Seton Hill. This cul-de-sac became dangerous partially due to its secludedness.

Cul-de-sacs and street barriers – urban streets want to be connected. People want options, and streets need activity to be safe. Dead-ending streets may make for a pretty photograph for a post card, but they also limit circulation, create dead space and dark places, and frustrate police and emergency responders. The former cul-de-sac at Orchard St. and Pennsylvania Ave. in Seton Hill is an excellent example of a planner 30 years ago trying to bring some Oscar Newman style Defensible Space concepts to the city. But dealers in the city don’t need cars to do business (at least they’re traveling sustainably), so trying to block drug traffic by putting auto barriers up is useless.  In certain situations, you want to encourage through traffic, not eliminate it.

Office Parks – When originally built, State Center created a gaping hole between 6 or 7 neighborhoods with monolithic office buildings which were completely functionless at street level, excessively wide streets and huge blocks, and a single use function (work) which made the place empty after 5pm. As Lewis Mumford said, superblocks are the soulless invention of commercial capitalism.  Charles Center, though it included a theatre and some retail, oriented its uses away from the street and toward the inner courtyard.  In cities, people want to do a lot of different things all in one place. Designs should be open and outward, encouraging activity around the perimeters of blocks and facing the street.  In suburbs, streets are less important than the center. In cities, the street is everything. Luckily, redevelopment plans for both of these projects get this.

Taking up what could be a prime development parcel, this landscaped corner doesn't even qualify as a park.

Landscaping - Walking down Pratt St. is a great example of suburban landscape architecture imposed on what should be an active, urban street.  Yes, we all know trees and plants are good, but that doesn’t mean they should compensate for blank walls, block views of the harbor, and fill up prime downtown corners which could be developed and put on the tax rolls. More isn’t necessarily better, and an inactive, poorly designed alley of trees can do more harm than good. The Pratt Street Redevelopment Plan shows some potential for correcting some of these things and making Pratt into a more active, urban street.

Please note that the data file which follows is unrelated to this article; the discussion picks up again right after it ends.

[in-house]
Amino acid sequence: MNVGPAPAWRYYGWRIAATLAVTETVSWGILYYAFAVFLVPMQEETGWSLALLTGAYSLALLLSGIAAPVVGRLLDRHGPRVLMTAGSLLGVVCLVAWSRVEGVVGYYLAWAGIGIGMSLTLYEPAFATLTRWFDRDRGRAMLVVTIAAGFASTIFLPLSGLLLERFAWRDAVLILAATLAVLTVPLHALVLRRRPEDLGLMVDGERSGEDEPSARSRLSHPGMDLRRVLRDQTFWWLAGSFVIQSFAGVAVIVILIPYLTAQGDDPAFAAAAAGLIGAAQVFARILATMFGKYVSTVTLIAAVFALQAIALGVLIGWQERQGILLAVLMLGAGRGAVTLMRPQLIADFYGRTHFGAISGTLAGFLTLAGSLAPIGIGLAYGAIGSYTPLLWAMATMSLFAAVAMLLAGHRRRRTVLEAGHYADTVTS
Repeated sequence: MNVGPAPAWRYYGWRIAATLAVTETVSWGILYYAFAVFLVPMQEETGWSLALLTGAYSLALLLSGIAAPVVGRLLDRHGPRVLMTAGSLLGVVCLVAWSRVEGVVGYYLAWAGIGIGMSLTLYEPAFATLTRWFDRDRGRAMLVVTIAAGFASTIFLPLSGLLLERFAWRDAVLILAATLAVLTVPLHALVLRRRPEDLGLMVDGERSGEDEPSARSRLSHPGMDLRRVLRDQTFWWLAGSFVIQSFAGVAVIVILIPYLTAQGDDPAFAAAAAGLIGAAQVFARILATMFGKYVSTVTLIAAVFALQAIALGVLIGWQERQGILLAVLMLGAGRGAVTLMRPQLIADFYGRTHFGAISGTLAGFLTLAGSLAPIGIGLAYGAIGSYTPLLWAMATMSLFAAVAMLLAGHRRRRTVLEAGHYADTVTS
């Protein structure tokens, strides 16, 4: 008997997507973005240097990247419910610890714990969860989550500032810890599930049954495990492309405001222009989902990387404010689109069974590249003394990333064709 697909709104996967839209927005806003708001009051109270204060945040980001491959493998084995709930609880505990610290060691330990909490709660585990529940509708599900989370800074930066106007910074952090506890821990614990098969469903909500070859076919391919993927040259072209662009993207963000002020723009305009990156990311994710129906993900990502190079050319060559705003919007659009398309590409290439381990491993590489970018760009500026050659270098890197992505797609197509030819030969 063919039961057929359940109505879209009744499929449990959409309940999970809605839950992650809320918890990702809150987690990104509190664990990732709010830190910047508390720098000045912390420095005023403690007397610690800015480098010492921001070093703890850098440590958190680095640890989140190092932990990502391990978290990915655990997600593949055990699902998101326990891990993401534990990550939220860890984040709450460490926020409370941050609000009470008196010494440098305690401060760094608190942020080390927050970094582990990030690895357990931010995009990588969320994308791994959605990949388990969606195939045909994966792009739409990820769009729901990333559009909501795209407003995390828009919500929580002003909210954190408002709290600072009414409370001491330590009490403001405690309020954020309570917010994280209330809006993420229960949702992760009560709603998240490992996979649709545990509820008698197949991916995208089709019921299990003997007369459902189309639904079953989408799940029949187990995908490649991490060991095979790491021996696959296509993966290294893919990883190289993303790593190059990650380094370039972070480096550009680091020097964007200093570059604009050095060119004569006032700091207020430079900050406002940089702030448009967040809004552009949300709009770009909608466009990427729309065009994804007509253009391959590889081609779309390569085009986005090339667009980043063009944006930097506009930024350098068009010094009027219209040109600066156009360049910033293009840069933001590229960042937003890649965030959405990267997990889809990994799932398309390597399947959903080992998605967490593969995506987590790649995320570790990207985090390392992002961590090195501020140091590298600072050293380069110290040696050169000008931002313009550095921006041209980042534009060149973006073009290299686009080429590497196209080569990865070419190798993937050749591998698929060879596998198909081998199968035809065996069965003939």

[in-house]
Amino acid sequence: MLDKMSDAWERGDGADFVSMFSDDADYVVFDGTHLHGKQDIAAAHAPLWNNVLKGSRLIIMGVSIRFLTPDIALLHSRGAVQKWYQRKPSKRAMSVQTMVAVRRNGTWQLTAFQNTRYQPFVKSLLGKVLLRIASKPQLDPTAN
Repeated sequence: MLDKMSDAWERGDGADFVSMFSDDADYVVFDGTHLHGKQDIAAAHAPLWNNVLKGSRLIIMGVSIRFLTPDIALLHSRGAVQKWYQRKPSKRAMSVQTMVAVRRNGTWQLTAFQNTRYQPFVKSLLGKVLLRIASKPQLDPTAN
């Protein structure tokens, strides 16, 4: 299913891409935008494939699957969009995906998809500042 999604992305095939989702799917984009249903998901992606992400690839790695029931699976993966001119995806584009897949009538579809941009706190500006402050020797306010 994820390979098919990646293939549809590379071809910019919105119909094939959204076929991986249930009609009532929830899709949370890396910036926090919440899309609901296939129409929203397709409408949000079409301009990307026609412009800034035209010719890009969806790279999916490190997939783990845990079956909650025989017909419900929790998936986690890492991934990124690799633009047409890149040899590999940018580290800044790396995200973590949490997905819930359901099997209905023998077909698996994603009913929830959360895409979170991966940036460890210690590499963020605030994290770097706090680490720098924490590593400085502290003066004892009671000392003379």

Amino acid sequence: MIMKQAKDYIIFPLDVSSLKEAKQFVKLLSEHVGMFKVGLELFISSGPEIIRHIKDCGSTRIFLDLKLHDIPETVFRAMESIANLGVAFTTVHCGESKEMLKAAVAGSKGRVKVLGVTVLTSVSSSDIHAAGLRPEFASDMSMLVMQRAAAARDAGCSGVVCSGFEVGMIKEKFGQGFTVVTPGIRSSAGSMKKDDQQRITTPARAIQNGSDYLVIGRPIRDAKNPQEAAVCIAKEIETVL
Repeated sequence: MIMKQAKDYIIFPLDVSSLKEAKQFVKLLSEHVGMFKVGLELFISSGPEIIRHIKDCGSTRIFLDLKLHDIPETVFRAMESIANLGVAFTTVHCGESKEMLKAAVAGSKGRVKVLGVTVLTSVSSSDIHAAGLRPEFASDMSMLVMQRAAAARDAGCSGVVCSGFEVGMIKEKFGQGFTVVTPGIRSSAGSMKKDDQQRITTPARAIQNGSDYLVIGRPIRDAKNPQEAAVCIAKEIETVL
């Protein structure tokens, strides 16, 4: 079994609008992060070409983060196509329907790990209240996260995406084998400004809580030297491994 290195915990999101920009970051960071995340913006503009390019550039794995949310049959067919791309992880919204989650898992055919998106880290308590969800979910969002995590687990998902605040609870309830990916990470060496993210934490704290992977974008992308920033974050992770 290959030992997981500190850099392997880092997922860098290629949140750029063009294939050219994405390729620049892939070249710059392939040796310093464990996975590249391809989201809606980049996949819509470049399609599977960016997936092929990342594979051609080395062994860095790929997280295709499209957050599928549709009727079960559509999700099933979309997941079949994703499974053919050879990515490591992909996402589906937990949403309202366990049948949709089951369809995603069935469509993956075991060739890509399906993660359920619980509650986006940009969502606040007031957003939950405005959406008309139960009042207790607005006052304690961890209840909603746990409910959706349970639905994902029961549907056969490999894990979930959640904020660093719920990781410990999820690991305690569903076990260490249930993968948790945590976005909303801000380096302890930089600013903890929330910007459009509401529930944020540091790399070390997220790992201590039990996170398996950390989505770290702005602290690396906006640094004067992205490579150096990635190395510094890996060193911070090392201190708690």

Lighting - Light this baby up. There are enough dark-sky friendly lighting designs out there to make even the most glassy eyed star watcher satisfied. Baltimore is too dark at night. Our neighborhoods, and our iconic monuments and buildings.  Lights improve safety, identify buildings of importance, bring tourists and residents out at night, and create a sense of excitement. The countryside should be dark. Cities should be ignited.

Links: Download “Creating Defensible Space” – Oscar Newman

State DOTs: Why don’t you try walking on your own roads sometime?

PBS has a great segment on suburban transportation problems. I spent a few years living in places like the one featured in the video, and while Baltimore can do a much better job in accommodating alternate modes, the suburbs of Atlanta give new meaning to the phrase, “made for cars”.  As described in the video, a growing percentage of car-less households are living in the suburbs. Most of these places are ill-suited and down right dangerous to live in without being protected by a few thousand pounds of steel.

The bureaucracy of state DOTs is part of the problem.  There are three issues with the current system:

  • AASHTO has way too much power in directing federal transportation policy. Although they pay lip service to alternate modes, they mostly lobby for the status quo which heavily favors auto capacity expansion.
  • Rural interests are over-represented when state politicians divide up transportation money.
  • Suburban politicians, engineers and planners have to jump through hoops with state DOTs to convert their roads into more walkable, bikeable, transit friendly places. Unlike Baltimore, most suburban communities don’t have design authority over their most dangerous roads because the state, rather than municipalities, has control of these roads. Depending on the relationship between the city and the state DOT, this can either make for a good partnership, or a bitter battle which ultimately ends in the municipality caving in to a state mandated status quo.

Watch the full episode. See more Need To Know.

Ellen Dunham-Jones Video: Converting Suburbia

Ellen Dunham-Jones, author of “Retrofitting Suburbia” and professor of Architecture at Georgia Institute of Technology, talks about converting dying suburban malls and strip centers into vibrant, accessible places. There are quite a few struggling suburban-style shopping centers in Baltimore which could use this sort of treatment (Port Covington is one example).